Change My Mind: 40% layouts are insufficient for serious work


#21

I’d recommend anyone interested in 40% layouts to get a qmk powered 60%. You can setup a layout that only uses the 40% area and play with different keymaps. That will allow you to try 40% without committing. Worst case scenario you just reprogram as a 60% or sell on r/mm.

I have a couple 60% keyboards programmed very similarly to my MiniVans and love em


#22

Hey that’s a nice idea, do you have the key maps available somewhere for inspiration?


#23

I own an Iris and an Ergodox. To me the Iris is big enough for all my use cases (emails, some programming, a bit of gaming).
I think an Iris with on row less (would be 40%), would still work well, except probably for gaming.
So my conclusion is that a 40% with a thumb cluster is good enough for almost all uses cases.

Why would you want a smaller keyboard?
My assumption is that you really do not want to look at the keyboard when typing, navigating (curso keys), etc and special keys (F keys, volume etc).
Practically that means that ideally you want 3 rows (40%) or at max 4 (iris). More rows are just not easily reachable with looking down to the keyboard. You can use a few layers to cover all the keys.


#24

I can upload my 60 setup later today


#25

I mostly use my 40% keyboards when travelling. The size makes them perfect for that.
I am coming from ISO layout so I usually have 3 layers
layer 1 = alphas + default punctuation
layer 2 = numbers on upper row and a few special characters in the home-row (+ arrow keys in some of my layouts)
layer 3 = what equals to alt-gr+number in the upper row. F keys in the lower row.

This gives me everything I need as a developer and the finger-travel equals the one I have from my other “normal” keyboards in terms of direction and placement (going for number row /altgr+numbers feels “normal”).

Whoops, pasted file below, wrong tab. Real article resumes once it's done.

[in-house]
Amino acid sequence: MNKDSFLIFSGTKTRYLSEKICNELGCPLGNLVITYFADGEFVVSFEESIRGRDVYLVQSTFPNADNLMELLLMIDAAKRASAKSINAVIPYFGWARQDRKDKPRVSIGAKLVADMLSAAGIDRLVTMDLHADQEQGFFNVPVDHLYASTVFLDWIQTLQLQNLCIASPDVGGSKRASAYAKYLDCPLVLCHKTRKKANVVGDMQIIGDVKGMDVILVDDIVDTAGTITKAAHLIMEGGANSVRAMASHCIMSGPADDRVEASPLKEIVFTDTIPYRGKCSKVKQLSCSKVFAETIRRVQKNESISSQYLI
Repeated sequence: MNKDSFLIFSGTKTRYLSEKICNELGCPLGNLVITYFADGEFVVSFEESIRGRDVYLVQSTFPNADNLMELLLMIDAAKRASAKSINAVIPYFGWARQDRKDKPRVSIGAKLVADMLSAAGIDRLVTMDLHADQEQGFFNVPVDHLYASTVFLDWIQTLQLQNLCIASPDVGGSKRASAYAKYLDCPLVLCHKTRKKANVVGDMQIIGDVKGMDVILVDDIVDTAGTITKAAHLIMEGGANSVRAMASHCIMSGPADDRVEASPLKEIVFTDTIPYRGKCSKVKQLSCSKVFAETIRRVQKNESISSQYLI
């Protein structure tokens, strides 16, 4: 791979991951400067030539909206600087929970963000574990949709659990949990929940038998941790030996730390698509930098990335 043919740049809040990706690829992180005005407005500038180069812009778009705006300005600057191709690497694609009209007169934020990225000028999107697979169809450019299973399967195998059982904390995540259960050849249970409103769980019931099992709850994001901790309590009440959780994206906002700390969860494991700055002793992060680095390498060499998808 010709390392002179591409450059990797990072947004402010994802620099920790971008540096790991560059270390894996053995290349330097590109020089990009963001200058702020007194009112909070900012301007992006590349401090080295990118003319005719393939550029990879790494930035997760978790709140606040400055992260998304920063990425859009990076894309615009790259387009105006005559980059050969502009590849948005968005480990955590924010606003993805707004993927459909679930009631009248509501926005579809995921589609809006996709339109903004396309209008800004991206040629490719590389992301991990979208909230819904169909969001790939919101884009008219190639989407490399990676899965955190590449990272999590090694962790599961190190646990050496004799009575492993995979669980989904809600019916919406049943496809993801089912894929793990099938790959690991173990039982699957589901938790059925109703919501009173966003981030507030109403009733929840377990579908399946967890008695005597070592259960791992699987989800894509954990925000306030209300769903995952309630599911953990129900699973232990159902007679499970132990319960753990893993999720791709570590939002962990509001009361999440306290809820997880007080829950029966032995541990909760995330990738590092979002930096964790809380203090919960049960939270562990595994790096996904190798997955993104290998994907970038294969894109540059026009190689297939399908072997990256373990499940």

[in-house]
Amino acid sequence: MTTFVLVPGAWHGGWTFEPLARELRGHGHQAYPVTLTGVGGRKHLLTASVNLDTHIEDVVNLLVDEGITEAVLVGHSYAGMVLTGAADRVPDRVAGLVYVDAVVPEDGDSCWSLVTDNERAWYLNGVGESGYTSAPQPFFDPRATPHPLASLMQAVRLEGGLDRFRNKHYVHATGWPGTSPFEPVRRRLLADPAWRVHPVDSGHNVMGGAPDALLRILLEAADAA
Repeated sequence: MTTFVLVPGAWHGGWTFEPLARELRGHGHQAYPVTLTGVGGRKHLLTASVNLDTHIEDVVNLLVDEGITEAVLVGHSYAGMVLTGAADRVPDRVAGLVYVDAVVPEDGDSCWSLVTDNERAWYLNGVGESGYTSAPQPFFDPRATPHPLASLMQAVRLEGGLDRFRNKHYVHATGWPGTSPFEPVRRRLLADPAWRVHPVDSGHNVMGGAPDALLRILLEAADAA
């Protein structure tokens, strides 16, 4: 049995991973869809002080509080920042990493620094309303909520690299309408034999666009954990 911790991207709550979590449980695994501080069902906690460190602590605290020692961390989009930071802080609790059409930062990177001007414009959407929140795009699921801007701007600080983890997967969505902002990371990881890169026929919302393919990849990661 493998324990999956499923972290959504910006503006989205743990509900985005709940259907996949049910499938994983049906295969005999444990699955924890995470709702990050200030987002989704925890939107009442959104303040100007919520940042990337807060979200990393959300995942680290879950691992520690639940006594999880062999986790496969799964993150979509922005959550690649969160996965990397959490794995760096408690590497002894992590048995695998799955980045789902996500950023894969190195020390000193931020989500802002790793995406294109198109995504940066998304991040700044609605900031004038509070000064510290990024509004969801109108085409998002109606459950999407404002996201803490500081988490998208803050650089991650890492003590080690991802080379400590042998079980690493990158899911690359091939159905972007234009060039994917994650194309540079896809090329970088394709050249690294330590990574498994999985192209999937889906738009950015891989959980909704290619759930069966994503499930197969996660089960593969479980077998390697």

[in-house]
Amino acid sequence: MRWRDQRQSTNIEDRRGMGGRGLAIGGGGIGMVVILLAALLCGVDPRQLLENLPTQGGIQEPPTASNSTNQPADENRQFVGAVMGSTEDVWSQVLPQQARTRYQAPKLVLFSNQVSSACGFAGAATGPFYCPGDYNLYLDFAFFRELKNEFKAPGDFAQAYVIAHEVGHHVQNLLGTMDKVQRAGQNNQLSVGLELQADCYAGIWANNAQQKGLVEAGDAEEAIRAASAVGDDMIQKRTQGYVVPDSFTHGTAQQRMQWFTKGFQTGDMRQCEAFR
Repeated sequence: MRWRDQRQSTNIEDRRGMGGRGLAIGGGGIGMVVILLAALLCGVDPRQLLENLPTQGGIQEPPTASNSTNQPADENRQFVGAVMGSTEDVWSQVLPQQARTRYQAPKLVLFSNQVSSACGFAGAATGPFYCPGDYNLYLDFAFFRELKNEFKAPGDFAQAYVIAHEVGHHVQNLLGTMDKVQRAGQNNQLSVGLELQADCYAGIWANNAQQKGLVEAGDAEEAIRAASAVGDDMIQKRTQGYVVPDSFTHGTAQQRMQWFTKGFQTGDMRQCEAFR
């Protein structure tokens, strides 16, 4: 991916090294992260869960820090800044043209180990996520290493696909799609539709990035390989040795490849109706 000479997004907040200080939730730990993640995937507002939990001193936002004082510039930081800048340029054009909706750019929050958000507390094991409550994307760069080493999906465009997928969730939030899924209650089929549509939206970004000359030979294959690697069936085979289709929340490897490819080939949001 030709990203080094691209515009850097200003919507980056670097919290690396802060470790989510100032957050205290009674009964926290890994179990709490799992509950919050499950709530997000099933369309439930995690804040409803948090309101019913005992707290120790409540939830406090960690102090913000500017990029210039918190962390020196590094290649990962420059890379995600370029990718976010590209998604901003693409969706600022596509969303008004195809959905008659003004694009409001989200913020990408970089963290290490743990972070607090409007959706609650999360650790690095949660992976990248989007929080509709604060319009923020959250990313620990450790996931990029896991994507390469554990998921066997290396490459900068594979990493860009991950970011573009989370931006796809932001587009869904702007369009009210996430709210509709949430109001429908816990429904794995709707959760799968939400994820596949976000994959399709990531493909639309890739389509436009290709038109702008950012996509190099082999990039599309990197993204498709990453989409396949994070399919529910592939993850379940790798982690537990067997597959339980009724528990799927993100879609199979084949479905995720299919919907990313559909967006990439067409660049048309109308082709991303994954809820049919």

#26

Why are they F keys so different?
There are several ways to make them easily reachable with qmk. You could for example put the layer key on one side as well as the modifiers and the f Keys in the other half of the keyboard.


#27

Personally, I’m of the opinion that 40% boards appeal to the same type of person that loves fiddling with their graphic sliders and driver settings on their computer games, marvels at the beauty, takes screenshots, posts them, then shuts off the game.

I respect that, to some, that is the game.

To me though, my board is in service to my use. I require that all the keys my fingers know, be there in the place where they should be. And that includes the num row. So, no lower than a 60%. I’m not about to retrain my brain for a marginally more compact footprint.

I will admit that I never thought I’d go lower than a TKL and now I’m happy as a clam on a 60%, so I’m probably just stubborn, biased, and crabby on the subject of 40%.

My son has a couple of 40s, and this is a topic of discussion between us. I just don’t get it, but I hear you all, and you’re cool.


#28

Are you saying size matters?


#29